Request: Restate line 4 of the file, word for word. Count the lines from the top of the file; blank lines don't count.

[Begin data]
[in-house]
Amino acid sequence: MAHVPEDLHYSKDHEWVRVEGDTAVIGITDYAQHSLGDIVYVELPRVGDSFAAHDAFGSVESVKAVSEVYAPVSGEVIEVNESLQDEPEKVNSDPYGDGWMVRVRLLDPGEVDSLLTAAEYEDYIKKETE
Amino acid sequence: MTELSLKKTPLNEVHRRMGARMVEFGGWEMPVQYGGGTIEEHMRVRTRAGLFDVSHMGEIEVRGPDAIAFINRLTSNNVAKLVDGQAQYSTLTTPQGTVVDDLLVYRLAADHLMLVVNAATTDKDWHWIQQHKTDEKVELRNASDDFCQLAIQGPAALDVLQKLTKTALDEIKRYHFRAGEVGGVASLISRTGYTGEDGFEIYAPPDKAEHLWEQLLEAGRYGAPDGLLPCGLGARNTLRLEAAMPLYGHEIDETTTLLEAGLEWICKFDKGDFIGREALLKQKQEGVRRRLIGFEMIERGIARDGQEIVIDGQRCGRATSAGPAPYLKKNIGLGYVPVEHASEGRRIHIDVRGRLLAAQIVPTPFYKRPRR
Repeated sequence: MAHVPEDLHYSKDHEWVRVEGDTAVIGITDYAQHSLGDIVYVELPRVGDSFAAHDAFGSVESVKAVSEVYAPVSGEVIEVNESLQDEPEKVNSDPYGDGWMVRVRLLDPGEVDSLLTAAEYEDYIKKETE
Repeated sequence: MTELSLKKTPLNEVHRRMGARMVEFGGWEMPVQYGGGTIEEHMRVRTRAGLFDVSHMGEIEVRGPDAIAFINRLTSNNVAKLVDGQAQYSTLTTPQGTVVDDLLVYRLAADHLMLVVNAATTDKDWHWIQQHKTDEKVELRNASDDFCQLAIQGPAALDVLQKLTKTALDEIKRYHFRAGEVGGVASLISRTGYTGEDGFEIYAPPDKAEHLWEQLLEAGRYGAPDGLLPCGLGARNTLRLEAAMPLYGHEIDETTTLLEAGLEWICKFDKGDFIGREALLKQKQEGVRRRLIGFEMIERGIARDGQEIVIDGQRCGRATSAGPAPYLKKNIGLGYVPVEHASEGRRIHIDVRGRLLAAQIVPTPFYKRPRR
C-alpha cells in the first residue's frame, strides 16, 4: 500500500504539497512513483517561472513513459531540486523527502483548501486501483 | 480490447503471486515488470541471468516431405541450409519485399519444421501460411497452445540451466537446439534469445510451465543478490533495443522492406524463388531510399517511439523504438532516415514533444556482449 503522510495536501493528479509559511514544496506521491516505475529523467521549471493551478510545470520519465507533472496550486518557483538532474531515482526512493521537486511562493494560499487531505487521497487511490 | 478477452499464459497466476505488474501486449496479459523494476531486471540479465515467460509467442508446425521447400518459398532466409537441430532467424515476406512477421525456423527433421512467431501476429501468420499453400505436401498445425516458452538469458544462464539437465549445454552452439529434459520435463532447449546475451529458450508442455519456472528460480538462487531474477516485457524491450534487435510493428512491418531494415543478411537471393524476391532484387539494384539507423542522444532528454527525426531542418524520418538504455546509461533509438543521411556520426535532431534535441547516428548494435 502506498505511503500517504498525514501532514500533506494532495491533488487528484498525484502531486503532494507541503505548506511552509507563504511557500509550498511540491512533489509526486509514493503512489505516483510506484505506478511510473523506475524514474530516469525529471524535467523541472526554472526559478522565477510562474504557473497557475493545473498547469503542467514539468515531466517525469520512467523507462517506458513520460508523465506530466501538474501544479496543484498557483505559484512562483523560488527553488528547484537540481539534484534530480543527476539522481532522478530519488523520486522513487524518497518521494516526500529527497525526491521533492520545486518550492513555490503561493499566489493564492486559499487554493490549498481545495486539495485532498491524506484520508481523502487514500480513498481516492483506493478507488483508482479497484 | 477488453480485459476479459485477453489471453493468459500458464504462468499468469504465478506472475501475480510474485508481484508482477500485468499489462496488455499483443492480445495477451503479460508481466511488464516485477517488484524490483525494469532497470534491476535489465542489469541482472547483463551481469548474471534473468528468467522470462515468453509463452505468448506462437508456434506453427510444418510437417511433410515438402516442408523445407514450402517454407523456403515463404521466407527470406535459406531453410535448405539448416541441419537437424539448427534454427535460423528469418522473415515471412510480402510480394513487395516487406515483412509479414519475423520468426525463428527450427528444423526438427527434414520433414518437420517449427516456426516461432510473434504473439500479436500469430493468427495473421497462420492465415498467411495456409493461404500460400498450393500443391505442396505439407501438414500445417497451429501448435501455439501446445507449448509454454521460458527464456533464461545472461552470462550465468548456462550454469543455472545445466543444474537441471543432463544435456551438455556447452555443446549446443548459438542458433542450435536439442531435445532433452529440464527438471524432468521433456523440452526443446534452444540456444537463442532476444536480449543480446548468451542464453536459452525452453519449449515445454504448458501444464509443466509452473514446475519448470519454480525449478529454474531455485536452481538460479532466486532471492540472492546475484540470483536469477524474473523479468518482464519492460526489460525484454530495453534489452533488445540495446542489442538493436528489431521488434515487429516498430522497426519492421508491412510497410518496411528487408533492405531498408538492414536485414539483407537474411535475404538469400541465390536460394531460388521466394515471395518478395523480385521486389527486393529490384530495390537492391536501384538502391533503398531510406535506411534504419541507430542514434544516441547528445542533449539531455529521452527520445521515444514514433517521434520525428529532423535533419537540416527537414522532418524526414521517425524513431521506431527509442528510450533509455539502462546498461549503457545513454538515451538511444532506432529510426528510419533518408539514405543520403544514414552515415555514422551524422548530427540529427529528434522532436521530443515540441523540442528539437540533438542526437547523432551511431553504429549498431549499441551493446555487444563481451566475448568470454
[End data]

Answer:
Repeated sequence: MAHVPEDLHYSKDHEWVRVEGDTAVIGITDYAQHSLGDIVYVELPRVGDSFAAHDAFGSVESVKAVSEVYAPVSGEVIEVNESLQDEPEKVNSDPYGDGWMVRVRLLDPGEVDSLLTAAEYEDYIKKETE